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This question already has an answer here:

I have this:A piece of ice is gently placed on the surface of water filled in glass tumbler, so the water rises to the brim. What will happen to the level of water when the ice melts?

I still don't get it why the level of water remains the same. I tried to find out from other sources but they proved it using fancy physics formulas which I don't have and know currently. Please, can anyone give me a hand in this?

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marked as duplicate by John Rennie, sammy gerbil, Ben51, Kyle Kanos, ahemmetter Dec 3 '18 at 8:48

This question has been asked before and already has an answer. If those answers do not fully address your question, please ask a new question.

  • $\begingroup$ yena, this works when the ice is floating in fresh water. If the ice floats in salt water, the water level actually rises as the ice melts. $\endgroup$ – David White Dec 1 '18 at 16:39
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The rule of buoyancy (see Archimedes Principle) is that the buoyant force on an object is equal to the weight of the fluid it displaces.

When an ice cube with weight $W_{ice}$ is floating in water, the buoyant force (which again, is equal to the weight of the displaced water) must be equal to $W_\text{ice}$. Therefore, the amount of water being displaced has the same weight as the ice cube. If $\rho_\text{water}$ is the density of water and $V_\text{disp}$ is the displaced volume, then $\rho_\text{water}gV_\text{disp} = W_\text{ice}$, and so $V_\text{disp} = \frac{W_\text{ice}}{\rho_\text{water}g}$, where $g=9.8 \frac{\text{m}}{\text{s}^2}$ is the acceleration due to gravity.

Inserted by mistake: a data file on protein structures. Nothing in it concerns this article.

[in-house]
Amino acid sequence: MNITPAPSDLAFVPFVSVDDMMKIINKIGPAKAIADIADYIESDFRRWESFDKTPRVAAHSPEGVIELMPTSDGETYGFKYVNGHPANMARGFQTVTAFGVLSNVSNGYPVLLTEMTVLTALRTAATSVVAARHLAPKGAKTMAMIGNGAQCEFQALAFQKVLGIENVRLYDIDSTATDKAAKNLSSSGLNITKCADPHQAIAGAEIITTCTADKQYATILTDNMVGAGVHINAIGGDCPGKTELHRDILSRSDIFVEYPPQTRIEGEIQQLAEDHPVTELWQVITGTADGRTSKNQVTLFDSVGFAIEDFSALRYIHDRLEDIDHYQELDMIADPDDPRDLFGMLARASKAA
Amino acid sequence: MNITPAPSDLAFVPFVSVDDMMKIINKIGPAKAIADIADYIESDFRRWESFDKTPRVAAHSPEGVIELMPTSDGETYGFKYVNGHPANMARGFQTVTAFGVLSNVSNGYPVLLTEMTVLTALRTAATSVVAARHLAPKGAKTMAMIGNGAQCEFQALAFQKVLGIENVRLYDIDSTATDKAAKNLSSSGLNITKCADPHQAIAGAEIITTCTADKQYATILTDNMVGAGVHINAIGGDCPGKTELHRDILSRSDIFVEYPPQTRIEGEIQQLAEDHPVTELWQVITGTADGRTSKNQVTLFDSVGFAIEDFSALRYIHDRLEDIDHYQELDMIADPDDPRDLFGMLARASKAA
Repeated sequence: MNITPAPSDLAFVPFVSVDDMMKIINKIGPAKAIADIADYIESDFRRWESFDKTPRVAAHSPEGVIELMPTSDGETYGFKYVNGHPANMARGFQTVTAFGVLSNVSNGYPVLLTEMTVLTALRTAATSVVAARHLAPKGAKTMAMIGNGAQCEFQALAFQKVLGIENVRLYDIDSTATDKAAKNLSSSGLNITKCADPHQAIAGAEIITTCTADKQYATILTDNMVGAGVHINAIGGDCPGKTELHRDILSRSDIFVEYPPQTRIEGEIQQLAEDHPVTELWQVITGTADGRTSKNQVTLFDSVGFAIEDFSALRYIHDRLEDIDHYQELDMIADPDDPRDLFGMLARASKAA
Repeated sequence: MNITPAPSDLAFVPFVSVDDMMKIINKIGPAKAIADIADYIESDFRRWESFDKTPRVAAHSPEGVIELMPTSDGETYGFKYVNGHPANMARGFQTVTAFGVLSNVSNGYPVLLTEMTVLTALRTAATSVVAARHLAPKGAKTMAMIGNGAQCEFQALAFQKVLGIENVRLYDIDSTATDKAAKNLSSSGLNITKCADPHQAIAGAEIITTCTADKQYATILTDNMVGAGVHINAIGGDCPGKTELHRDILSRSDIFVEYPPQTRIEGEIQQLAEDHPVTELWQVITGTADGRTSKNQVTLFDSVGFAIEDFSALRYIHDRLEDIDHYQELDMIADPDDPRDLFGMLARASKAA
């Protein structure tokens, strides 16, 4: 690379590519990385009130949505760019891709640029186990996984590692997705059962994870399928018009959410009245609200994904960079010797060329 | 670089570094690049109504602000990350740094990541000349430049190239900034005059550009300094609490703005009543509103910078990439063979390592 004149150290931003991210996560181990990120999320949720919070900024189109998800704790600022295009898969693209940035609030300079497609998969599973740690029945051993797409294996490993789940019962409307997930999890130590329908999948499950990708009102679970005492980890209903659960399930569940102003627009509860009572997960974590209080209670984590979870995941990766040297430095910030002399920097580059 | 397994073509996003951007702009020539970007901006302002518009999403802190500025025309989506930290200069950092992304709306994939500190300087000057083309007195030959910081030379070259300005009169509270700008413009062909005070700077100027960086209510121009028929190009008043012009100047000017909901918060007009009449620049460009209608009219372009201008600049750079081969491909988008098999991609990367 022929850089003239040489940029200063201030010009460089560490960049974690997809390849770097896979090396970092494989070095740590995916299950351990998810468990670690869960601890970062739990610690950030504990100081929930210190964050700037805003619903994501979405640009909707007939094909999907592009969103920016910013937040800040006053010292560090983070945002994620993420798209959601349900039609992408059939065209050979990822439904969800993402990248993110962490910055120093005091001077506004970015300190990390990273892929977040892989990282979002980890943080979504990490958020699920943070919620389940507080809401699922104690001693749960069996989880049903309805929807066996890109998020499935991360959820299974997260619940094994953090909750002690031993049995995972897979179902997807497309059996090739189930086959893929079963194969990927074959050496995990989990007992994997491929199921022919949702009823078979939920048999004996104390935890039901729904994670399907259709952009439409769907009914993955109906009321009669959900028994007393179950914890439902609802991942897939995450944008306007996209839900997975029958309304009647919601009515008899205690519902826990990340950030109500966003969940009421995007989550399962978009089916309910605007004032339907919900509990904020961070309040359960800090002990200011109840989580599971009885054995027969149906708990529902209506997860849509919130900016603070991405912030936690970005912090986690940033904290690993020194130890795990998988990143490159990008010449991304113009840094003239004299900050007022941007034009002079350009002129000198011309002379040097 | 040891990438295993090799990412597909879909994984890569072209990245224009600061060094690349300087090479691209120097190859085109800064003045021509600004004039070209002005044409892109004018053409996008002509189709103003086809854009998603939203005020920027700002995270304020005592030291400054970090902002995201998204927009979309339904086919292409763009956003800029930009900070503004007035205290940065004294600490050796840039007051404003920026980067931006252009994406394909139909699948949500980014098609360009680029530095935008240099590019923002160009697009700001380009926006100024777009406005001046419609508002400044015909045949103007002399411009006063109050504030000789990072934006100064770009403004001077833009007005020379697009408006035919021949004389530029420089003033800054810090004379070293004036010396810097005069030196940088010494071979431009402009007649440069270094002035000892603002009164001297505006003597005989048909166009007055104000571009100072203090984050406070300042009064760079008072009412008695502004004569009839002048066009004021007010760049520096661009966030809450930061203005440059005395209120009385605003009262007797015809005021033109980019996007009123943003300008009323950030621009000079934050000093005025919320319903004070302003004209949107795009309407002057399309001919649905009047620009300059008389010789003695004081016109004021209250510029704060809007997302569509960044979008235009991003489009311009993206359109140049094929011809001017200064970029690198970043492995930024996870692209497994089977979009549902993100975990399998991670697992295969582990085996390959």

When the cube melts, its volume decreases so its density becomes that of water. However, the volume of glass-water being displaced by the cube-water is the same as before, because the cube-water weighs the same as the original ice cube did (no weight is lost by melting), so $V_\text{disp} = \frac{W_\text{cube-water}}{\rho_\text{water}g}=\frac{W_\text{ice}}{\rho_\text{water}g}$.

If the volume of water being displaced is the same, then the water level stays the same.

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When the ice cube is floating the weight of the displaced water is equal to the weight of the ice.

Now think about it, you have a mass of displaced water and an equal mass of floating ice.
If that mass of ice melted it would have the same mass when it became water but the melt water would have a smaller volume than the ice but equal to the volume of the water which was displaced when the ice was floating.

So the melted ice exactly fills a volume exactly equal to the volume of the displaced water.

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